- Your name should not be deceptively similar to that of an existing corporate name in Maryland. A corporation's name must be distinguishable from all other recorded entities in the state. Make sure your name meets this requirement by conducting a name search online at the Maryland State Department of Assessments and Taxation, or call the Department at 410-767-1330 for a non-binding check.
Maryland Corporate Taxes & Reports
Although it's not the most entertaining part of owning a business, you'll have to pay taxes for your new Maryland corporation. Before opening your doors for business, apply to the IRS for an employer identification number, or EIN. An EIN is similar to a Social Security number, but it's for businesses. All corporations that have or will have employees require one. Many larger banks require EINs to open corporate banking accounts as well.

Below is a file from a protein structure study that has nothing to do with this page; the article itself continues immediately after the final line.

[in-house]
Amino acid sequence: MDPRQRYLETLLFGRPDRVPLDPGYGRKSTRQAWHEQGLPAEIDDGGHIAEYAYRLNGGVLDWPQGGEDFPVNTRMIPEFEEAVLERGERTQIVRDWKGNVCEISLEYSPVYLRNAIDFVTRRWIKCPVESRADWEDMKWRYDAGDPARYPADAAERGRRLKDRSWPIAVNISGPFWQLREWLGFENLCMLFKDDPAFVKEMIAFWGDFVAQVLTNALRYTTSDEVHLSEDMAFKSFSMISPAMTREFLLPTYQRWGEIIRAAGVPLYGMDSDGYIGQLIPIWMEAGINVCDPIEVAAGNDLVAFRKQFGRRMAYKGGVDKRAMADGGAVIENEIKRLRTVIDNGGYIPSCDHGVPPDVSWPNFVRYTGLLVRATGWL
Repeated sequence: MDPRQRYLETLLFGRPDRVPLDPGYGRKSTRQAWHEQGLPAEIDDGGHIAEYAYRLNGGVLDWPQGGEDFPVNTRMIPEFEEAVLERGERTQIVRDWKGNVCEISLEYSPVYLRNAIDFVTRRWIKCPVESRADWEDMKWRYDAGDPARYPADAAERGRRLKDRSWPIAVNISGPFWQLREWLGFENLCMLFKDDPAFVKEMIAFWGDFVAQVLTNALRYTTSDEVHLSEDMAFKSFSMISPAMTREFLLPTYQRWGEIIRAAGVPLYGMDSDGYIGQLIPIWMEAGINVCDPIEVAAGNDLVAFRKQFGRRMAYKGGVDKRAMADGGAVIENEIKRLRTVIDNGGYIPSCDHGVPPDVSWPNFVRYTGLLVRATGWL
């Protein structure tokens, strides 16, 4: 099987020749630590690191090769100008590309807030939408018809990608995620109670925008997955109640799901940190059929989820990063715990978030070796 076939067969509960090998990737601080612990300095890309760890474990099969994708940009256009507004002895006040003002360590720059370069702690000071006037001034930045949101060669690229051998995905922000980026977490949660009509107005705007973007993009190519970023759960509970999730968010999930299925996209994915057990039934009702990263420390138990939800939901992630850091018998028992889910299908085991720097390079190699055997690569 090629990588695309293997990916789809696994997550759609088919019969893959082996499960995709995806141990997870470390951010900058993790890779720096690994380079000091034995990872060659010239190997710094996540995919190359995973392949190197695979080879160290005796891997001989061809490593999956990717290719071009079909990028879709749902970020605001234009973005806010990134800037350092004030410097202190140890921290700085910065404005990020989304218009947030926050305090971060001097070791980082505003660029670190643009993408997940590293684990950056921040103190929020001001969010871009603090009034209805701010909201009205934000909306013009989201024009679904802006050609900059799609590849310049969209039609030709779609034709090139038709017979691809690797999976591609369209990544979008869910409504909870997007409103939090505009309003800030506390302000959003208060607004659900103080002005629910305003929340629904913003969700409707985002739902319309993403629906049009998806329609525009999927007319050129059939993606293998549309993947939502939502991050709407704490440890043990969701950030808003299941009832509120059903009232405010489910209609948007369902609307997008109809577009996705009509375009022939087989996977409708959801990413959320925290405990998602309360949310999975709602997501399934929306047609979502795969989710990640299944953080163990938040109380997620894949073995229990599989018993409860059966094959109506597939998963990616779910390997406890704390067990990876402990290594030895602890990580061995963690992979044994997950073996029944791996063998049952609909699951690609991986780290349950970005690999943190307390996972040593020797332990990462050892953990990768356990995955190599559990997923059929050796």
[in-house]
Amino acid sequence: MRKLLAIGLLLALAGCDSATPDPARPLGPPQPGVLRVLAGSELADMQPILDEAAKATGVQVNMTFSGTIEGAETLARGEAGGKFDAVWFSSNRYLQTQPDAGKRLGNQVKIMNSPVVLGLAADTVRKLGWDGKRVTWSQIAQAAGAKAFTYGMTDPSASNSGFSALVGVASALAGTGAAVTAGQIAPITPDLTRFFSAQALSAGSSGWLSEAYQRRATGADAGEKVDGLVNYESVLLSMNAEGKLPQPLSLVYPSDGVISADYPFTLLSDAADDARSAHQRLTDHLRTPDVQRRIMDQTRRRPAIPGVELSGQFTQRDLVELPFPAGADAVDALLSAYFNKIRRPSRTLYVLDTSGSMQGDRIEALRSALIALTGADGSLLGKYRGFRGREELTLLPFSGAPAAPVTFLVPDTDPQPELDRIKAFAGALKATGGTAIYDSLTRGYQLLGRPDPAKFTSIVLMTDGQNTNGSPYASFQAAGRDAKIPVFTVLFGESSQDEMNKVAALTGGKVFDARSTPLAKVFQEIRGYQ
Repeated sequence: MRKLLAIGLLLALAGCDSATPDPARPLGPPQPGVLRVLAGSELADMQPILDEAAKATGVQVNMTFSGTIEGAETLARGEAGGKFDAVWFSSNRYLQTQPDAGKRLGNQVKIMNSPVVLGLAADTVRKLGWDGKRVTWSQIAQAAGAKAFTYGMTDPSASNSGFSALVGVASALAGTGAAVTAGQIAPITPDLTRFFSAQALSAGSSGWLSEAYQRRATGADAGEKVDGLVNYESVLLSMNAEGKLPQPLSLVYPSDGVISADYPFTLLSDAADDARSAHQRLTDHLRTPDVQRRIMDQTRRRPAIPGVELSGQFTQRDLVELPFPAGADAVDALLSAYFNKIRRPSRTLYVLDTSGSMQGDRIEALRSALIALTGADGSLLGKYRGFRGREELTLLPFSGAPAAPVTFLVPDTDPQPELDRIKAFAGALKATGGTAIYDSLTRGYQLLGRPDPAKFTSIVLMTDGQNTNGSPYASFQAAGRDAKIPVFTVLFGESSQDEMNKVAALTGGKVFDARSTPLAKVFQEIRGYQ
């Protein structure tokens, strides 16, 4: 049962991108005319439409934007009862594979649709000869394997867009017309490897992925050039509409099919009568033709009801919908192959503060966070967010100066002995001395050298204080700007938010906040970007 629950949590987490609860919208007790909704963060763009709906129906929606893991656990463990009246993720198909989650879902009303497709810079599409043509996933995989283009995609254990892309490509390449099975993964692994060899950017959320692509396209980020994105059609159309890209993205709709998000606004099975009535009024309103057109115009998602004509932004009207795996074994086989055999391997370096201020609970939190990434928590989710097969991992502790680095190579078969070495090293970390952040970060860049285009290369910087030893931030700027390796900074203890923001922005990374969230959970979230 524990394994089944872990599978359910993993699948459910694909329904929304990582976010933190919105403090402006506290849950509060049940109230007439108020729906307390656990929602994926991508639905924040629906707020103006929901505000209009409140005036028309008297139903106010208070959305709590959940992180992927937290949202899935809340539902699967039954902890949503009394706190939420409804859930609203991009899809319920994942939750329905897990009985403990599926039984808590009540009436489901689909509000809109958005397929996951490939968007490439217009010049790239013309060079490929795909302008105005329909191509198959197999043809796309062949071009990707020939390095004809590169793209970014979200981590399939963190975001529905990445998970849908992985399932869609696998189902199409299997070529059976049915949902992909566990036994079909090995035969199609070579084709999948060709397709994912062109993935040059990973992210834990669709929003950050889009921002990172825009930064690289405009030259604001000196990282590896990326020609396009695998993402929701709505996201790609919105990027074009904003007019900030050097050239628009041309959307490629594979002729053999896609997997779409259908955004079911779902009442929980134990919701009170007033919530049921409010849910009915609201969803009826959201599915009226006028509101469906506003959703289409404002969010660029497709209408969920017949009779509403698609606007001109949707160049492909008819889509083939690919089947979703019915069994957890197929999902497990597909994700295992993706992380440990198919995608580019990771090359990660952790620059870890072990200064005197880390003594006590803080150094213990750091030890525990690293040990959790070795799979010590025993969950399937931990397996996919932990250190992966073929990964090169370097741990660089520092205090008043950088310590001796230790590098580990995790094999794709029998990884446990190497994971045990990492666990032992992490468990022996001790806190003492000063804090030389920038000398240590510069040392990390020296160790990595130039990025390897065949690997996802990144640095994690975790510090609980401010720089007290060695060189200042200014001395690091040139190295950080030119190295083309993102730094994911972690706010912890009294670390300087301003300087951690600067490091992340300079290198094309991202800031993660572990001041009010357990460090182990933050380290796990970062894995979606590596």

We have more information about the tax structures of Maryland S Corps and C Corps.
Maryland corporations are subject to a tax penalty of 1/10 of 1 percent of the county assessment if they file their annual personal property tax return after the due date of April 16. This is on top of interest charged at the rate of 2 percent of the initial penalty amount for each 30 days or the portion of 30 days that the return is late. Maryland corporations that do not file personal property returns will receive estimated assessments that are twice the estimated value of the business's owned personal property.
Keeping Corporate Records and Ongoing Filing Requirements
Maryland also requires corporations to create certain records, such as bylaws and meeting minutes, to maintain corporate status. It's recommended that you keep these documents regardless of whether Maryland technically and officially requires them. They help protect the legality of your corporate status. We have all the bylaws and minutes requirements for Maryland.
Good luck creating your Maryland corporation. We look forward to assisting you in your business endeavor.
This article contains general legal information and does not contain legal advice. Rocket Lawyer is not a law firm or a substitute for an attorney or law firm. The law is complex and changes often. For legal advice, please ask a lawyer.